1. I meant photographically… I feel that there is still a lot to learn before I would be ready for a workshop like the Cuba workshop. Maybe if I work hard, I will be ready someday. Thank you!

  5. those are great portraits! so unassuming yet powerful, and yes, they seem to capture the peoples’ spirits (remember how natives thought photographs stole your spirit?)

    my husband used to tell me never ever to take pictures of people coz i sucked at it, then when i decided i was going to be a bad photographer (instead of a good one lol) i started taking a lot of people pics…. mostly of my husband

    i had my revenge haha

    1. You approach is very unconventional, I would say, but I think it works very well for you. Having decided to become a bad photographer probably made you relax with the photographic process, lose any pretensions and pressure, thus, resulting instead in very interesting and personal photographs.

  6. Good morning Otto, yesterday I went to see the documentary film “Finding Vivian Maier” and was deeply impressed by her fotos. I think she was very capable, as you write here of Helen Chen,of offering with her pictures a glimpse into peoples spirit and character. Thank you all for your excellent work.:)

  7. I very much enjoyed browsing Helen’s blog, and I’m looking forward to her new project. Thanks for the introduction. The variety in the portraits you show here is quite wonderful. These are not The Beautiful People, in the sense used by marketers or merchandisers, but real people, beautiful because of an apparent strong sense of self. Being able to capture that is a real gift.

  8. Very portraits ‘Nature’ – do not ask any questions and shoter …. the result is great and especially in black and white !! Have a nice week

  9. These portraits reveal so much about the photographer as well as the subjects – and they naturally induce a smile from the viewer.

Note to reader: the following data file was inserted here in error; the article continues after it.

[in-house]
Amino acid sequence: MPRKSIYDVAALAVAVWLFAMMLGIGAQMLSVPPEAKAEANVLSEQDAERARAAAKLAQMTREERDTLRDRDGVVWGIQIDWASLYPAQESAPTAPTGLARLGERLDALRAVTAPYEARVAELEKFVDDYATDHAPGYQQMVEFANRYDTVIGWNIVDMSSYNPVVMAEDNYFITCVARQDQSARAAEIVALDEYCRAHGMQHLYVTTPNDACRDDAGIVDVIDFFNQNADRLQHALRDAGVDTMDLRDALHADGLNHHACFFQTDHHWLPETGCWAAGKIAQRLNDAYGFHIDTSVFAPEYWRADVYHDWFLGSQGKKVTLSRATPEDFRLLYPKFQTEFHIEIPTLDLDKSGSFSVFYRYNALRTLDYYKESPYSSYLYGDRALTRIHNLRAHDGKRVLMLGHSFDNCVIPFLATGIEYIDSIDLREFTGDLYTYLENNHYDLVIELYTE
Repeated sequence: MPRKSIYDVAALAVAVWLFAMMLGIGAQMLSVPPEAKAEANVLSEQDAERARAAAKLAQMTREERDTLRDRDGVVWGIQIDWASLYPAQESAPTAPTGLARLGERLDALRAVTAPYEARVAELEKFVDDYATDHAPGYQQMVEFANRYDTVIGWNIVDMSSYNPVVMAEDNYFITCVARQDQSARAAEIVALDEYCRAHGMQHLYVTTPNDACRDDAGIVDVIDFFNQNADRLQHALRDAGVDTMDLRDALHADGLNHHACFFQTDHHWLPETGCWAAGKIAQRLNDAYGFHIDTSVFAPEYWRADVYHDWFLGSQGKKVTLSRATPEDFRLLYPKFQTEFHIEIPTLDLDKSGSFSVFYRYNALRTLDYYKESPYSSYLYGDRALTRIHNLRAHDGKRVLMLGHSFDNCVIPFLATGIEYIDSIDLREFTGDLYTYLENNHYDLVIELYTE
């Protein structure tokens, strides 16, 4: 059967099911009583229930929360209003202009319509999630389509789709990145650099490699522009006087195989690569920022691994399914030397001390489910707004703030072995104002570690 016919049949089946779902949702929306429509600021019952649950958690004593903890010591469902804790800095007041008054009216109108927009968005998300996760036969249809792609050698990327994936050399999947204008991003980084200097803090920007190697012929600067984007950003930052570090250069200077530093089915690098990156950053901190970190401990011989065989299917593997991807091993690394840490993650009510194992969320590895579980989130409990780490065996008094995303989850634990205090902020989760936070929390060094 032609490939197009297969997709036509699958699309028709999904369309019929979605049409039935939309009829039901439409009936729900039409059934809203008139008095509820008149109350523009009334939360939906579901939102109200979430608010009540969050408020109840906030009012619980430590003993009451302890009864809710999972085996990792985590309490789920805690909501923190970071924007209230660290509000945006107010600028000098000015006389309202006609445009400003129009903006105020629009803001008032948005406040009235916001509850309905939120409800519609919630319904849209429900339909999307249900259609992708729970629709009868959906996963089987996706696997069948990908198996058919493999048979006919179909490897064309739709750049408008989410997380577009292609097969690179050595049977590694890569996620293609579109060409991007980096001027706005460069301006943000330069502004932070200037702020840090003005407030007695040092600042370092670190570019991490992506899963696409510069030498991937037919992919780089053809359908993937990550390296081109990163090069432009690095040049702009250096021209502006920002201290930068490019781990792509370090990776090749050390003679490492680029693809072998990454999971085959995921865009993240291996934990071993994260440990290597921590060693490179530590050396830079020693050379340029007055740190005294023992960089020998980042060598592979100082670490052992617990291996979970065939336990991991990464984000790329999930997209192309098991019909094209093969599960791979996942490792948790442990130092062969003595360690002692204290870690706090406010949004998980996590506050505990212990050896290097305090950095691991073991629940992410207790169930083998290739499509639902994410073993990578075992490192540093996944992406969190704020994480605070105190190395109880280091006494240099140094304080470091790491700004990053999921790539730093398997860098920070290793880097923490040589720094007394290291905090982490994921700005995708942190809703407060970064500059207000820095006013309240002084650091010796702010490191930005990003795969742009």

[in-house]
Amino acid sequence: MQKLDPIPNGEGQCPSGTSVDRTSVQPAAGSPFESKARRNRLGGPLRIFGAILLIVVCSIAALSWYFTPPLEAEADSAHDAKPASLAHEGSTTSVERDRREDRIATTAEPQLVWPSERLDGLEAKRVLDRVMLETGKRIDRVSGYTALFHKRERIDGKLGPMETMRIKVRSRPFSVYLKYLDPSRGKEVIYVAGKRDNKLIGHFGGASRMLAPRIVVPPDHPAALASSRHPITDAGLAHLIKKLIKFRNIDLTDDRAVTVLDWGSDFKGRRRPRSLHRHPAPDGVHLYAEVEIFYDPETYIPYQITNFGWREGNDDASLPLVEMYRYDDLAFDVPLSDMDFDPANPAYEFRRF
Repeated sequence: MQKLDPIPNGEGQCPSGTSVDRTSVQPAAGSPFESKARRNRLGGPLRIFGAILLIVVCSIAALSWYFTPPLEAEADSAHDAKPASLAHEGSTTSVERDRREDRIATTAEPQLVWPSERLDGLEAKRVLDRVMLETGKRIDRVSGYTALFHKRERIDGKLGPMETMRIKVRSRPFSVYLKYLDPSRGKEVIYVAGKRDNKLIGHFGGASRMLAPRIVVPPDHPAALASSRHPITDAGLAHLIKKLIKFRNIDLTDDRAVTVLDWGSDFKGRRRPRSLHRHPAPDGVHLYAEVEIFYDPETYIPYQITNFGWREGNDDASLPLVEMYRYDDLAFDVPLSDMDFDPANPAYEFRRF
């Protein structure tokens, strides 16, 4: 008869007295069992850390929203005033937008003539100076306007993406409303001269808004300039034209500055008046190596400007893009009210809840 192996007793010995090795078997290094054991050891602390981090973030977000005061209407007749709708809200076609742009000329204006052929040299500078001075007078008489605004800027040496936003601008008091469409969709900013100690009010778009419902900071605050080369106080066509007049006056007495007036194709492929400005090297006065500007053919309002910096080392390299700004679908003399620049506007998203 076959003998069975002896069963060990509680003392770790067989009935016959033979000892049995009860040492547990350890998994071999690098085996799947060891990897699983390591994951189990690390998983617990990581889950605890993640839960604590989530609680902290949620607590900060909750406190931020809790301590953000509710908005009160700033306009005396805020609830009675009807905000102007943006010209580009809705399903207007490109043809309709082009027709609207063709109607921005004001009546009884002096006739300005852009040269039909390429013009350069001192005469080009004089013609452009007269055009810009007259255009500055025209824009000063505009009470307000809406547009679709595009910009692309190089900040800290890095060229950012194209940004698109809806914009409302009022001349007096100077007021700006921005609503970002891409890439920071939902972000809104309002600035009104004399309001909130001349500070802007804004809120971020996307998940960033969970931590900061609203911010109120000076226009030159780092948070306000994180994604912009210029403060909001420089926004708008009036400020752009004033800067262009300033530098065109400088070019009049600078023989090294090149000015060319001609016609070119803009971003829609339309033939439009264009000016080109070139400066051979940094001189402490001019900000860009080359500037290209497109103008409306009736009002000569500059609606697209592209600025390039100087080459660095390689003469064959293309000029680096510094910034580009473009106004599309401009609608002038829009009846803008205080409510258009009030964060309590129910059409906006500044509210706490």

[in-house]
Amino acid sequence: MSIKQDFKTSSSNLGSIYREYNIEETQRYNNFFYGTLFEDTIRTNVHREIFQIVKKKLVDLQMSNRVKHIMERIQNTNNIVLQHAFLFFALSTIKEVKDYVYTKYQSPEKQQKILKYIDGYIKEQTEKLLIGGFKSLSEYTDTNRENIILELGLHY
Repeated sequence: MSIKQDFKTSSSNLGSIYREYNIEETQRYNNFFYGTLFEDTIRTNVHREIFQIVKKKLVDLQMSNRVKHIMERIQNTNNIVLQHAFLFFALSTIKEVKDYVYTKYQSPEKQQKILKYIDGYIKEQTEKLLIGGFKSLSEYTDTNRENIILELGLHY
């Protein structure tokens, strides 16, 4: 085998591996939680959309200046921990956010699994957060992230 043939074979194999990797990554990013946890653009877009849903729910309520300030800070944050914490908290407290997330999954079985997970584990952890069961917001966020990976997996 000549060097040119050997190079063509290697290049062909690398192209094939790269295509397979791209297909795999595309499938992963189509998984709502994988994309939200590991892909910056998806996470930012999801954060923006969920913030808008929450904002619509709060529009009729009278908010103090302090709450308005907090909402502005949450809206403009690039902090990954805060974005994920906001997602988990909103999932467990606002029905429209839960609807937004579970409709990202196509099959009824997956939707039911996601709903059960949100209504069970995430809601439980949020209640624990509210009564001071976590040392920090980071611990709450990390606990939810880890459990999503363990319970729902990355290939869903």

10. Each portrait seems to unveil a layer or more of the individual. I especially like that she uses monochrome, which helps the viewer focus on her subjects. Really enjoyed her captures and perspectives.

  11. These are splendid, insightful portraits. The importance of building rapport with the subject is one reason I do very, very few portraits. When I have that rapport, I do good work. But I want to avoid cold, soulless portrayals and thus avoid situations where this is likely to happen, and i rather loathe the trend these days to arrange the person as one element in a larger picture — sometimes even just as part of a pattern, sometimes even without showing any of their face — and call the result a “portrait.” IMO anyway, that’s pushing the boundaries of the definition of the word “portrait” beyond where it deserves to go. (Of course, I’m not referring here to the “environmental portrait” that shows the person in the context of something important to them, such as their occupation or hobby.) No, “portraits” need more of Helen’s type of work.

    1. That was quite a dedicated comment, Nancy. I see you point, although I tend to enjoy a wider definition of “portrait”. For me that is anything that shows the character of a person in some way. But I agree, Helen’s work is an outstanding example of excellent portraits.